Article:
The Barefoot College has demystified technologies and decentralized their uses by transferring the access, control, management and ownership of sophisticated technologies to rural men and women who can barely read and write. The College believes that even uneducated poor have the right to use technologies to improve their life and skills.
The Barefoot College believes that literacy is what one acquires in school, but education is what one gains from family, traditions, culture, environment and personal experiences. Both are important for individual growth. At the College, everyone is considered an education resource, the teacher as well as the student and the literate as well as illiterate. Therefore, the Barefoot College is a radical departure from the traditional concept of a college.
All over the world the rural poor walk Barefoot. It is a symbol that we elevate to bring attention to the focus of everything we do. The College believes that for any rural development activity to be successful and sustainable, it must be based in the village as well as managed and owned by those whom it serves.
Rural men and women irrespective of age, who are barely literate or not at all, and have no hope of getting even the lowest government job, are being trained to work as day and night school teachers, doctors, midwives, dentists, health workers, balsevikas, solar engineers, solar cooker engineers, water drillers, hand pump mechanics, architects, artisans, designers, masons, communicators, water testers, phone operators, blacksmiths, carpenters, computer instructors, accountants and kabaad-se-jugaad professionals.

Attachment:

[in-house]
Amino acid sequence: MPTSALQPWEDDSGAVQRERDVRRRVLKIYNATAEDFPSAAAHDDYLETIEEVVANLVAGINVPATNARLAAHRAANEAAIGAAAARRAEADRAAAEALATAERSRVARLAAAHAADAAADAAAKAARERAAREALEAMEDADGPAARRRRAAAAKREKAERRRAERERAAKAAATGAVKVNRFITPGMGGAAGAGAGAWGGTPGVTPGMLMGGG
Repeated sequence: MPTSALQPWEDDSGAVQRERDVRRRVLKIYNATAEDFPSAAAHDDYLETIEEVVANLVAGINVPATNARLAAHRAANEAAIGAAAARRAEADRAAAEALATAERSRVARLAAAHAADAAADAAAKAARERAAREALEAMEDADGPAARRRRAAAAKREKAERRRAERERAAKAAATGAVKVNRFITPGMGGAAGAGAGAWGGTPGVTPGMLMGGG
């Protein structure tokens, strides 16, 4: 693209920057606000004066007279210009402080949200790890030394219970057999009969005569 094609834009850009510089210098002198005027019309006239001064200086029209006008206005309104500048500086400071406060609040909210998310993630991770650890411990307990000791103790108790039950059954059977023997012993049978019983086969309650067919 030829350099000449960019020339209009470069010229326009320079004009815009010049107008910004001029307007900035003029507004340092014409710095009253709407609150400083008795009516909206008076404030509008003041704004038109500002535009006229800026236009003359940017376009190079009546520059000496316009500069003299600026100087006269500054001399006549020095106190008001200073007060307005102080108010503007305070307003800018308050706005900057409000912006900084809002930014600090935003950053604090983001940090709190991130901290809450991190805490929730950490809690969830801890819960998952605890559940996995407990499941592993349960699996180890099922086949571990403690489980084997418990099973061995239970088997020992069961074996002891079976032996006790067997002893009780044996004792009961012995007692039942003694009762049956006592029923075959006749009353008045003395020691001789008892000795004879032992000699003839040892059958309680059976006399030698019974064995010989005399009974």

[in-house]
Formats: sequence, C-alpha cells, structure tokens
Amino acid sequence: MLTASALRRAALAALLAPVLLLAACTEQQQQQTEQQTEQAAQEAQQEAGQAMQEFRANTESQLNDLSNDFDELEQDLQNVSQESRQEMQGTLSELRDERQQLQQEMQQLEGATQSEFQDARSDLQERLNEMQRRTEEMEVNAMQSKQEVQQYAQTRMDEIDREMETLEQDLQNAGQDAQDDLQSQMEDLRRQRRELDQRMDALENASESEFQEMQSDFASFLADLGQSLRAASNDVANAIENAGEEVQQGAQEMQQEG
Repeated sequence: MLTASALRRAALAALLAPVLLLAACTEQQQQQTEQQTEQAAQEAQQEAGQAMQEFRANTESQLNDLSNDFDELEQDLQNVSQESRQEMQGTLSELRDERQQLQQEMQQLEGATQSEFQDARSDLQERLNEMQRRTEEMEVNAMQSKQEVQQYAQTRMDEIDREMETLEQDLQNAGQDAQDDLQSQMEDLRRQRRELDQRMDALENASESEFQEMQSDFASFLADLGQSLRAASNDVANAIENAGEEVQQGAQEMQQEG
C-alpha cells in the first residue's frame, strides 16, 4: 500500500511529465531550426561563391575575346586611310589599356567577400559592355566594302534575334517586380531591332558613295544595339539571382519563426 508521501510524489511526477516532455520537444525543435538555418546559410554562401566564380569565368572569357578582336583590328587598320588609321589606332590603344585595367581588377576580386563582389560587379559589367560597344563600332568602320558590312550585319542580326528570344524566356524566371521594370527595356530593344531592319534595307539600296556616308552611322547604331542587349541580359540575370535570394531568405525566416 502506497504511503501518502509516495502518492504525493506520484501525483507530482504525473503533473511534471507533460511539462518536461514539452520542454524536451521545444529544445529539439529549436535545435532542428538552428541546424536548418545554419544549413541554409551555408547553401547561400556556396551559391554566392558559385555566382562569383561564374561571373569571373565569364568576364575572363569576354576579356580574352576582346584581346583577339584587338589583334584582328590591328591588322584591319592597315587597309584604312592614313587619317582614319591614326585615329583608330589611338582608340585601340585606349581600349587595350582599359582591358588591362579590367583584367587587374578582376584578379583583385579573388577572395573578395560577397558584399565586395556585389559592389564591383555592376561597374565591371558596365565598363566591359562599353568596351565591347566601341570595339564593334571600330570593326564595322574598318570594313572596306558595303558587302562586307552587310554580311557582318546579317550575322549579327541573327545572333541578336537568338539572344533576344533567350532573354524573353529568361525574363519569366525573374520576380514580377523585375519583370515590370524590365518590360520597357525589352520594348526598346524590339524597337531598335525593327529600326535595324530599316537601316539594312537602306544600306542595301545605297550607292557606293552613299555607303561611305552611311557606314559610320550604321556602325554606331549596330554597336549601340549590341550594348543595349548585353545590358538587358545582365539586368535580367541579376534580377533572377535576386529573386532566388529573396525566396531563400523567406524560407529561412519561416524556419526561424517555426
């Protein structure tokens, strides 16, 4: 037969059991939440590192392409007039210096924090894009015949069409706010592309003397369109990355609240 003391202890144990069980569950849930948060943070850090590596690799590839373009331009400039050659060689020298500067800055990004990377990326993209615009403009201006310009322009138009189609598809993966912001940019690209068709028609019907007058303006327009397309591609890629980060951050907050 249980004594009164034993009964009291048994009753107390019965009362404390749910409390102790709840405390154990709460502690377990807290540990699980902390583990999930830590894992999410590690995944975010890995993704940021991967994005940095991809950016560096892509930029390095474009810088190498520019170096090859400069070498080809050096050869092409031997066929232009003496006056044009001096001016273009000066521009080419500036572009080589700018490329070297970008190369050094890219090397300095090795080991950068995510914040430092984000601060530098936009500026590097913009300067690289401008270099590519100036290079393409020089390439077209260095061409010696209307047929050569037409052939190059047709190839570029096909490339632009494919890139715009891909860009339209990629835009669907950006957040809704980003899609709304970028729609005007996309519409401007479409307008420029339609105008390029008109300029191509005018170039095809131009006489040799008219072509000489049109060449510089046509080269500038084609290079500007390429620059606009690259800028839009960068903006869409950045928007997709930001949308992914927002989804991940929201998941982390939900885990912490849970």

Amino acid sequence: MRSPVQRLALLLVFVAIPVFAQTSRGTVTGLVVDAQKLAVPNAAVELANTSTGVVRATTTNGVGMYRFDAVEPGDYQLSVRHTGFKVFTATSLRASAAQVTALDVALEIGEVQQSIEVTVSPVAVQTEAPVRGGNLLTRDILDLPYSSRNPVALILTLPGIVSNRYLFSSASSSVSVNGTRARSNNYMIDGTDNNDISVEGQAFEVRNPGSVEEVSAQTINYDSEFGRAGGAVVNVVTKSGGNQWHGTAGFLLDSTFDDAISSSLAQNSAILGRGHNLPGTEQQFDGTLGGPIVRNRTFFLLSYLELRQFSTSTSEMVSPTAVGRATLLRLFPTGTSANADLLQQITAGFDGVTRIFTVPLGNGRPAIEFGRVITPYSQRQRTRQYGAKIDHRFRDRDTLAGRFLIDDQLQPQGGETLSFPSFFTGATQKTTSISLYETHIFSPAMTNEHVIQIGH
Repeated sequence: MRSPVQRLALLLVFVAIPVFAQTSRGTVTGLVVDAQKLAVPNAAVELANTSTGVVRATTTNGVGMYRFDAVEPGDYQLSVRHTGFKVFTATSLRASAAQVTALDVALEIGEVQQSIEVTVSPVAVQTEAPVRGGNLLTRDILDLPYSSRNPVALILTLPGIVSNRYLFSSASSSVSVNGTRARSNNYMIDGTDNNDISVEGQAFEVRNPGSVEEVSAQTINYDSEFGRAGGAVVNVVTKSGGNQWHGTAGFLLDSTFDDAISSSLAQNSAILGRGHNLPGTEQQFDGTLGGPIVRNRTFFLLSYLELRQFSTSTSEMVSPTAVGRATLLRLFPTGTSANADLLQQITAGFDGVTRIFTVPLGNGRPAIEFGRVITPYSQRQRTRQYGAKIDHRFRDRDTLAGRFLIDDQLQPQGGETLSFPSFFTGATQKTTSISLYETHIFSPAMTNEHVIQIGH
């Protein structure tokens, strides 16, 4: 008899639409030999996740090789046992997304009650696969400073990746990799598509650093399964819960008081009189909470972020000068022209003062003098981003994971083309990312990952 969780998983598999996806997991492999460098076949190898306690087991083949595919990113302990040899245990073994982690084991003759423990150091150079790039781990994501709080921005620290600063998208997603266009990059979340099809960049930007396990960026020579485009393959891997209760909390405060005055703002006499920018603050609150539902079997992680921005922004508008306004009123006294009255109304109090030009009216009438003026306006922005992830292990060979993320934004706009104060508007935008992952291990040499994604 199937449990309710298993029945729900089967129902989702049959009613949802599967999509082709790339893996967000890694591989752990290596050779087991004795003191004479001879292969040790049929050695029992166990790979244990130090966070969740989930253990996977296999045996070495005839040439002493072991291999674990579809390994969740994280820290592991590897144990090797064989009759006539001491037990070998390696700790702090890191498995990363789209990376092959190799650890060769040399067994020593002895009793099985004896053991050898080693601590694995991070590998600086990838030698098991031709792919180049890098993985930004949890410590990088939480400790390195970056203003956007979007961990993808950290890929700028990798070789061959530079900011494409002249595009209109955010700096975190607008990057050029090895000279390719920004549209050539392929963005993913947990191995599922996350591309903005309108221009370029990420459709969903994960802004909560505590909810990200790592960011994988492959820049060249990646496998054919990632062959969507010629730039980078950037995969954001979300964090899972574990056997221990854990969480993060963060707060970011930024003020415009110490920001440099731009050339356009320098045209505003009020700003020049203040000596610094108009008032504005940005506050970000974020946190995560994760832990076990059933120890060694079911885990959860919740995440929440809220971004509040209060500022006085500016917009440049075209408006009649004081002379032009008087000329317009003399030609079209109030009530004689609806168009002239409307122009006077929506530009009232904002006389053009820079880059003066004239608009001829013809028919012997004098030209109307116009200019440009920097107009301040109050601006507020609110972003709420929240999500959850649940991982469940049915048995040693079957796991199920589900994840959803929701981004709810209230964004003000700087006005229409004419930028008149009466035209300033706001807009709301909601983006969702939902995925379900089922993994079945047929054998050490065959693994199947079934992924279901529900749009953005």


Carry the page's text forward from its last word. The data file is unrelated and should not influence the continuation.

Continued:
For 40 years our “Barefoot Professionals” have brought sustainable change to their villages all over the world. The demystified and decentralized “barefoot approach” of community management, control and ownership has demonstrated the power of simple solutions.
Because it is a centre for learning, with a difference:
• A centre of learning and unlearning
• Where the teacher is the learner and the learner a teacher
• Where everyone is expected to keep an open mind, try new and crazy ideas, make mistakes and try again
• Where even those who have no degrees are welcome to come, work and learn
• Where those are accepted who are not eligible for even the lowest government jobs
• Where tremendous value is placed on the dignity of labour, of sharing and those are willing to work with their hands
• Where no certificates, degrees or diplomas are given
The Barefoot College is viewed as a success story because it is shown as an example of what is possible if very poor people are allowed to develop themselves. It’s a new concept that has stood the test of time. What the College has effectively demonstrated is how sustainable the combination of traditional knowledge (barefoot) and demystified modern skills can be, when the tools are in the hands of those who are considered “very ordinary” and are written off by urban society.
The Barefoot approach may be viewed as a concept, solution, revolution, design or an “inspiration” but it is really a simple message that can easily be replicated by the poor and for the poor in neglected and underprivileged communities anywhere the world.
Watch the video SOLAR MAMAS: Are women better at getting out of poverty than men?
Rafea is the second wife of a Bedouin husband. She is selected to attend the Barefoot College in India that takes uneducated middle-aged women from poor communities and trains them to become solar engineers. The college’s 6-month program brings together women from all over the world. Learning about electrical components and soldering without being able to read, write or understand English is the easy part. Witness Rafea’s heroic efforts to pull herself and her family out of poverty.
From the Barefoot College website: http://www.barefootcollege.org . Please visit this website and see if there is a way you could assist this noble work.